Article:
Average MFL ADP: 210 (mid-round 18)
Rationale: Davis logged a ridiculous combined 116 tackles in 2014 under Rex Ryan. Most don’t see how Davis can repeat such numbers under a new regime. Under normal circumstances, I would agree. However, Todd Bowles is the new coach in New York and we know that there was value aplenty for ILB in his scheme in Arizona. If there were a perfect scenario for Davis to land in a regime that will utilize his talents, this would probably be it. Only 26 years old, Davis will have a step on the aging David Harris. The Jets tend to be generous with the assist, which also can’t hurt.
Average MFL ADP: 219.63 (early round 19)
Rationale: With Alonso departed to the Eagles, the next man up for the Bills in the middle appears to be the young Preston Brown. Brown seems to have beaten out Bradham for work in the middle. Brown has demonstrated the ability to be a more fundamentally sound tackler than Bradham, so this development is not at all surprising to me. Brown also happens to be the son of a high school football. His father spent a lot of time with Brown as a child teaching him the defensive X's and O's. As a result, Brown is much more well-versed in the language of the game than a majority of his peers. He has earned the trust of Ryan to lead this unit. The generous Bills stat crew and a place in Rex Ryan’s defense could propel Brown to new heights in 2015.
Average MFL ADP: 253.67(early round 22)
Rationale: There wasn’t much to like about the play of the Tennessee Titans defense last year. Fortunately, that created a tackle wonderland for a few of their IDP options. Dick LeBeau has been brought in to assist Ray Horton in reconstructing this unit and the offense should be slightly improved, but there will still be plenty of opportunity for some in this group to post great tackle totals. Da'Norris Searcy is one of those players. The 26-year-old had previously been with the Bills since 2011 and took a step forward when he posted 65 total tackles in 2014. While the Bills stat crew is more generous than that of the Titans, he should see more tackle opportunity in this system. The linebacker group (aside from Avery Williamson) are questionable tacklers at best. 100 total tackles and a top ten finish is a real possibility for Searcy this year.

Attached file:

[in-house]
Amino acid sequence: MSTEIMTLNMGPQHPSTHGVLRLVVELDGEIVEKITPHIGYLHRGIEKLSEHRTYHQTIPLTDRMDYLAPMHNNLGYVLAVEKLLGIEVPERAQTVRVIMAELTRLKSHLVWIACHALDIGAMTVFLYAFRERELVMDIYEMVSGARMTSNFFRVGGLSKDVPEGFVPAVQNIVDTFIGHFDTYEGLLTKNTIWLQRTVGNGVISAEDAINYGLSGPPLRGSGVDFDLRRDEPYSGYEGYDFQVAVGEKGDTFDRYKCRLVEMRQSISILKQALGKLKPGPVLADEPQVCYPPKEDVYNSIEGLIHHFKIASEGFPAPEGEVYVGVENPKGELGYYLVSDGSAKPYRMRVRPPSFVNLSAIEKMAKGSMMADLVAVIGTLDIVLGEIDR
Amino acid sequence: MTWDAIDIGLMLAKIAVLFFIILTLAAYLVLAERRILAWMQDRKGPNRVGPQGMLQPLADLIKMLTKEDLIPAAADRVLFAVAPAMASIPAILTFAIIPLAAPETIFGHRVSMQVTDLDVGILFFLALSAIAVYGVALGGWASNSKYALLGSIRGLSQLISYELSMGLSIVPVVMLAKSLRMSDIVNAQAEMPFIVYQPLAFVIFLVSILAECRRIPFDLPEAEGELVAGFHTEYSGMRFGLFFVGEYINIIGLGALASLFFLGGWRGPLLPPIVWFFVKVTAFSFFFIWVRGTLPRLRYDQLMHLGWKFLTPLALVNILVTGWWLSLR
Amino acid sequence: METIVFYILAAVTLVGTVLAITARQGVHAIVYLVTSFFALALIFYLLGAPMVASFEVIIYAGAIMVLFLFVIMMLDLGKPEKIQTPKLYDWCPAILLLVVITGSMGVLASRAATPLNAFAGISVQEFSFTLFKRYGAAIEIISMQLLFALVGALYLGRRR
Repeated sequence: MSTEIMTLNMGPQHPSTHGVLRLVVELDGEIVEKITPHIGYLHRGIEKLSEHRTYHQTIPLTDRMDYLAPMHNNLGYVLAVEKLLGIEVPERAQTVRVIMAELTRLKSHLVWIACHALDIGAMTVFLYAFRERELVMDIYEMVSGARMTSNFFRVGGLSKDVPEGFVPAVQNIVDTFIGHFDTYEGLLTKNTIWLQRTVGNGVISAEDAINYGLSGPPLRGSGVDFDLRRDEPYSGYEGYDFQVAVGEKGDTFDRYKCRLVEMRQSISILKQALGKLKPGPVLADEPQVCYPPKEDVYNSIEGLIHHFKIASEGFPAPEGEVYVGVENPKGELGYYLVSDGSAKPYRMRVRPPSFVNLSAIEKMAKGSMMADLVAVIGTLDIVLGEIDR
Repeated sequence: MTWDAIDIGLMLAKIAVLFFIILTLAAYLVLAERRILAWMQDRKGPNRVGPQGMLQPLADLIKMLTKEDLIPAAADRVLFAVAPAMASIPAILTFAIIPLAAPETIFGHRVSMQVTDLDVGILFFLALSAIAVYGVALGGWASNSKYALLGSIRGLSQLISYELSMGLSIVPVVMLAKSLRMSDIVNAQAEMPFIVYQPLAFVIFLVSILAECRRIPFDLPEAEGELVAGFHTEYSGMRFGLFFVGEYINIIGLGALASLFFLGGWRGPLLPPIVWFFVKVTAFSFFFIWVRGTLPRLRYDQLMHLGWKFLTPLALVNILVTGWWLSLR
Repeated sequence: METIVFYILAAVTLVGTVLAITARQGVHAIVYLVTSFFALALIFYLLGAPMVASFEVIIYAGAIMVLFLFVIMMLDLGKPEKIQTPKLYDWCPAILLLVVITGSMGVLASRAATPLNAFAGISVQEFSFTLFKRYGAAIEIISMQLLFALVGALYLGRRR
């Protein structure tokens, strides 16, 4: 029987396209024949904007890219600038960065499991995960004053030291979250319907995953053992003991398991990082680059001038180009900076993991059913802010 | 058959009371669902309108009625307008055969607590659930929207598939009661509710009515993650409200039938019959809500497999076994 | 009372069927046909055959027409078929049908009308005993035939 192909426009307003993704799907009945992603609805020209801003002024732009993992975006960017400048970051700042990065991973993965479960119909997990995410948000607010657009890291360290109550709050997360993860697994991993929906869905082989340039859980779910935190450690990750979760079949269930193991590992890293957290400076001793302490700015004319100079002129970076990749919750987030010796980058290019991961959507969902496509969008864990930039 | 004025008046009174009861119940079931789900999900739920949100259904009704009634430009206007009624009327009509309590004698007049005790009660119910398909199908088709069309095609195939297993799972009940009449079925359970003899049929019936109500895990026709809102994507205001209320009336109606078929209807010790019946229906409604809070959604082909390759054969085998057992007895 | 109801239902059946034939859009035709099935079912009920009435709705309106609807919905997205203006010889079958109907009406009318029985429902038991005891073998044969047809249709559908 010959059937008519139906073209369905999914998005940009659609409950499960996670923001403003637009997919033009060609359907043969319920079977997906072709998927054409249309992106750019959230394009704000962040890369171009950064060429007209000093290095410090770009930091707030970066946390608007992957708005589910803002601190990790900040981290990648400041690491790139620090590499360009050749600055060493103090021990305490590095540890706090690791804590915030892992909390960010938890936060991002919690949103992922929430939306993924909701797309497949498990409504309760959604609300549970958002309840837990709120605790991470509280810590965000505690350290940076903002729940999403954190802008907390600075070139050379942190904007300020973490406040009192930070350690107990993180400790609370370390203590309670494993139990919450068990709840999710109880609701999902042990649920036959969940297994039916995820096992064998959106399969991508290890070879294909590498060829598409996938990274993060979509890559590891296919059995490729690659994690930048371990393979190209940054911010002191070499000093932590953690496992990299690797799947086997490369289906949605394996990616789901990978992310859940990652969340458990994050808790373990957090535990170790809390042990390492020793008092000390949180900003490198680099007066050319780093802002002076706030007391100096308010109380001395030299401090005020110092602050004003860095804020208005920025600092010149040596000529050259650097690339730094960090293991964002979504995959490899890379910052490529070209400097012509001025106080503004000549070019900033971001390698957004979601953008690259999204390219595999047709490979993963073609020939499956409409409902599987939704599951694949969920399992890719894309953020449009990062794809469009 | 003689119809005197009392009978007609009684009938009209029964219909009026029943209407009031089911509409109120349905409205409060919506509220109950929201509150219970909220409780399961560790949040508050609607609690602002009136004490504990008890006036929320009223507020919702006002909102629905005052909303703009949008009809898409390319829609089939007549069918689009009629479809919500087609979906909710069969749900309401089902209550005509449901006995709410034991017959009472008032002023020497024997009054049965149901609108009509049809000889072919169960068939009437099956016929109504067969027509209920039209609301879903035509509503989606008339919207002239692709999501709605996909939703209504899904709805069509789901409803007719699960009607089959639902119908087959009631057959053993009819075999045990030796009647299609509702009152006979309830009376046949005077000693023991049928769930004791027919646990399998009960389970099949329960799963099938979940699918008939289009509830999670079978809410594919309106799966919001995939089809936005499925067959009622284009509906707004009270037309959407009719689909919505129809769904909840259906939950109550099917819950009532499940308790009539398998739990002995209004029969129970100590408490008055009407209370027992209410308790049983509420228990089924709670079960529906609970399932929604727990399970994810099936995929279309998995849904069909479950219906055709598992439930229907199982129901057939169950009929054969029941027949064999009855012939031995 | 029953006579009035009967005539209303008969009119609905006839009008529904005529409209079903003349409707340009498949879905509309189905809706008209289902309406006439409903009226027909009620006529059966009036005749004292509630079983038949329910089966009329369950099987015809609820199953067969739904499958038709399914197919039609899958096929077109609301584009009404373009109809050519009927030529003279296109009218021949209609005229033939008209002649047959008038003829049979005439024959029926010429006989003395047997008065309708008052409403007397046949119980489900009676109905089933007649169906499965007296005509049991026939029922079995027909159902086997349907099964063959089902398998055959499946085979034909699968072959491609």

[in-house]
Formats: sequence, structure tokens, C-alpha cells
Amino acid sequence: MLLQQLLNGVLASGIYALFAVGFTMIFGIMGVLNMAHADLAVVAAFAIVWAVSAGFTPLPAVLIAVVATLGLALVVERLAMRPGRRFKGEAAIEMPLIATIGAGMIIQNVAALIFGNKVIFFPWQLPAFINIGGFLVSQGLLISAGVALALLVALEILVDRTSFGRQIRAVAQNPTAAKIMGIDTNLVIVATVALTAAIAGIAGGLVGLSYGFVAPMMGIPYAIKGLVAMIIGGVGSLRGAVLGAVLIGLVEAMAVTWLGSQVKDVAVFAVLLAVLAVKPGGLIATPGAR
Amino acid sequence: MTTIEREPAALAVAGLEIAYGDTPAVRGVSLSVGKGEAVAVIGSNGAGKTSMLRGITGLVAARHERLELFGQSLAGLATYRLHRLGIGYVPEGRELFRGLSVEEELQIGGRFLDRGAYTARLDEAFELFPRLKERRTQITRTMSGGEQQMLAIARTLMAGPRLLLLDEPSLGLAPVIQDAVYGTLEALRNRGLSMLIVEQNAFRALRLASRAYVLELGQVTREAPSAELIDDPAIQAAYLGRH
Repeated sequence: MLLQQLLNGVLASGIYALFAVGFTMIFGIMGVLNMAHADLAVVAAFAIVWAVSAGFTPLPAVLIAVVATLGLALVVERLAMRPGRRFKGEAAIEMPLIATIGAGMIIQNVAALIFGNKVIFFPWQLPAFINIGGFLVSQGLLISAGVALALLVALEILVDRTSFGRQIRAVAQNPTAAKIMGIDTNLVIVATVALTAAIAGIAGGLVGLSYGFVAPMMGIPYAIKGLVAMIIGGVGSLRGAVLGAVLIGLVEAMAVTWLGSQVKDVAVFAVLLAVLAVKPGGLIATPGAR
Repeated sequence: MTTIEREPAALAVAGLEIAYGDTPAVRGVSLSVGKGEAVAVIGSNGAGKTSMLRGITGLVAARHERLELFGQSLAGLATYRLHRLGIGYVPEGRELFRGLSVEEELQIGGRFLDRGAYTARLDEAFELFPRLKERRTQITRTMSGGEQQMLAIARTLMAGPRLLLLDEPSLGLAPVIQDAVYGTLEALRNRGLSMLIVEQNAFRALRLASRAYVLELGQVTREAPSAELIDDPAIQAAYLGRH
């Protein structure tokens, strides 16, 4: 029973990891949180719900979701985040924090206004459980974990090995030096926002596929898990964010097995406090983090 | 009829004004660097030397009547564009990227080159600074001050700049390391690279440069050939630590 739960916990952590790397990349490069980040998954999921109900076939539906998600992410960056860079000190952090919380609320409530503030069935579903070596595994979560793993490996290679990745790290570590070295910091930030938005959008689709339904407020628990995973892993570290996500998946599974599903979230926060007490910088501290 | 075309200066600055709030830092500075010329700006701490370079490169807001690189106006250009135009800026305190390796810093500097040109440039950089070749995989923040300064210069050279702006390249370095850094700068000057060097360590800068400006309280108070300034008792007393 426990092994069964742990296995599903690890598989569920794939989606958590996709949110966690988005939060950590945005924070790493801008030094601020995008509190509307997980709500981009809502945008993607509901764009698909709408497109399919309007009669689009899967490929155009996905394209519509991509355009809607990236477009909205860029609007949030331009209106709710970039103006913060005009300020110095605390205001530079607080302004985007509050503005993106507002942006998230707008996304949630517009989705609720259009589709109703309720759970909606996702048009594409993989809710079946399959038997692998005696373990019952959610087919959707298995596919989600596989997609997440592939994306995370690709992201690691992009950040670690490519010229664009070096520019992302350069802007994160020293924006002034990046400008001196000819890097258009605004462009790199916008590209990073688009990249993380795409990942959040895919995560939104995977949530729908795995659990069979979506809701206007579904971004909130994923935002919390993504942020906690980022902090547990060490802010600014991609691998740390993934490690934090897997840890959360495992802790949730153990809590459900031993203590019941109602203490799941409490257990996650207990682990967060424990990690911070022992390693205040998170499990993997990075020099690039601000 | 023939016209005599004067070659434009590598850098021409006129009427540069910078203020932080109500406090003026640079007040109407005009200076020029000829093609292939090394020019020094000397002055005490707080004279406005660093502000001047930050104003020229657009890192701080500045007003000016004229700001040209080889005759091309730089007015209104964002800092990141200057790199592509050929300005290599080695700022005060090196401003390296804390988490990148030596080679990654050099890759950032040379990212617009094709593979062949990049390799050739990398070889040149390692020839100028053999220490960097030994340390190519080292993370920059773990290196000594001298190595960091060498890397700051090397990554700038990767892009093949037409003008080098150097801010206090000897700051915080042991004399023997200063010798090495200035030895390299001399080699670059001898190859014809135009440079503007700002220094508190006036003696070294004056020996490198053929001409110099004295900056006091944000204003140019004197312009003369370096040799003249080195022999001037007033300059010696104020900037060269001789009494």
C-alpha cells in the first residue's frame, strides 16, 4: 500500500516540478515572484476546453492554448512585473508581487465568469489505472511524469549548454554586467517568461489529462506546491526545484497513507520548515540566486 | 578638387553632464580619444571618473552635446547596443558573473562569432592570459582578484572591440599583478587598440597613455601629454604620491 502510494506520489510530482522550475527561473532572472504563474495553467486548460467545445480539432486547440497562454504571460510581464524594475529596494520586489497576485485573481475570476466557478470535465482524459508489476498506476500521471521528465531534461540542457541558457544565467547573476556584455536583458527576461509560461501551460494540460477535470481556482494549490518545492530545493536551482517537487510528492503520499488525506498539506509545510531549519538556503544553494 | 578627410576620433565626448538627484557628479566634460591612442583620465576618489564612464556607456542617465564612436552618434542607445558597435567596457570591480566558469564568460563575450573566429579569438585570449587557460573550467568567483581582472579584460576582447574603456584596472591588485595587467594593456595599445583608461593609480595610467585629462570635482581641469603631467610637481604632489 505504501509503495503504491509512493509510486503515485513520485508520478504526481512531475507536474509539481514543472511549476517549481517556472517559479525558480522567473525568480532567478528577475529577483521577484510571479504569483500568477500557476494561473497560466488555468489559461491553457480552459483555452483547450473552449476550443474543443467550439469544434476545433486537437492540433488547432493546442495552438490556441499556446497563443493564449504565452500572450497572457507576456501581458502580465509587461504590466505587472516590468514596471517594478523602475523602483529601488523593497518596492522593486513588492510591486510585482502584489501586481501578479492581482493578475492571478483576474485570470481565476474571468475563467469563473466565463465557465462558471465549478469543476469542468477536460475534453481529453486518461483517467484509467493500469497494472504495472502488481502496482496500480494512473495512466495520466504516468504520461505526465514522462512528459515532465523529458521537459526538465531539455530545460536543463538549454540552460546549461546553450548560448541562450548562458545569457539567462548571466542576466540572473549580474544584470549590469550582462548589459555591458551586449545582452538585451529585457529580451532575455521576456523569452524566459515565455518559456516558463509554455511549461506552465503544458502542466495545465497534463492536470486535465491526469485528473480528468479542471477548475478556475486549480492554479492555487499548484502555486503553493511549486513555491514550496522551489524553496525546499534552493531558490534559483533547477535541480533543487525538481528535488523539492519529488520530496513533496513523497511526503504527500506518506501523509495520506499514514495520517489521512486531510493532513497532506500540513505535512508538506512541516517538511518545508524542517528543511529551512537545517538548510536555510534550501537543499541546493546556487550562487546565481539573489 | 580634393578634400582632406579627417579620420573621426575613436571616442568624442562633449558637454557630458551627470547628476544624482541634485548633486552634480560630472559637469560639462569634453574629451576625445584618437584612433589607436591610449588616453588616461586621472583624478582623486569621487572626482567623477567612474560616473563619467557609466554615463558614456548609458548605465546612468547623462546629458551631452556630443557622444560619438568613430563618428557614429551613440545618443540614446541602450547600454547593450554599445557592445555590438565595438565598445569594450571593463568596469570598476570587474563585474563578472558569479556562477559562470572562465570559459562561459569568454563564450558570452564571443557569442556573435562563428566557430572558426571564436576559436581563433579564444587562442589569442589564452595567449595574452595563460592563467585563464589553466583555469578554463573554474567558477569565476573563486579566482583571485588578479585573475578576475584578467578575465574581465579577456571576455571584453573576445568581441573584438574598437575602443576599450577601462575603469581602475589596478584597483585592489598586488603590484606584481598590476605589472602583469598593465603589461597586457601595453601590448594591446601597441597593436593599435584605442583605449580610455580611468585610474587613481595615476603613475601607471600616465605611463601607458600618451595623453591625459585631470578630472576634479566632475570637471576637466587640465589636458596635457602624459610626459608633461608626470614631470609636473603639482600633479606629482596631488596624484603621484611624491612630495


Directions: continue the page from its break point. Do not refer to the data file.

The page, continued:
Average MFL ADP 263.54 (Late round 22)
Rationale: Ward has been up and down for IDP owners through the years. Though Ward failed to deliver on big expectations last year, I’m optimistic that the change to Wade Phillips’ system is going to help his outlook for 2015. When asked about the progress of his secondary at training camp, Ward stated, “We’re light years ahead of where we were last year.” Ward clearly feels more confident and comfortable in this system. Even average strong safeties tend to produce well in Phillips’ scheme, and I believe Ward is better than average in terms of ability. I predict that Ward’s comfort in this system and his favorable role will finally translate to the numbers for which we’ve been waiting.
Average MFL ADP: 281.78 (mid-round 24)
Rationale: Despite being older than dirt in football terms, Woodson continues to play at a high level in the IDP world. The soon-to-be-thirty-nine year old finished among the top ten at the position last year in most formats. He logged a whopping 80 solo tackles in the process. The Raiders continue to make improvements on both sides of the ball, but the defense still hasn’t gelled enough to take tackle opportunities away from Woodson. The wheels could fall off this season, but you’re getting him so cheap that it won’t cripple your team. The fantastic upside he presents is well worth taking a late swing.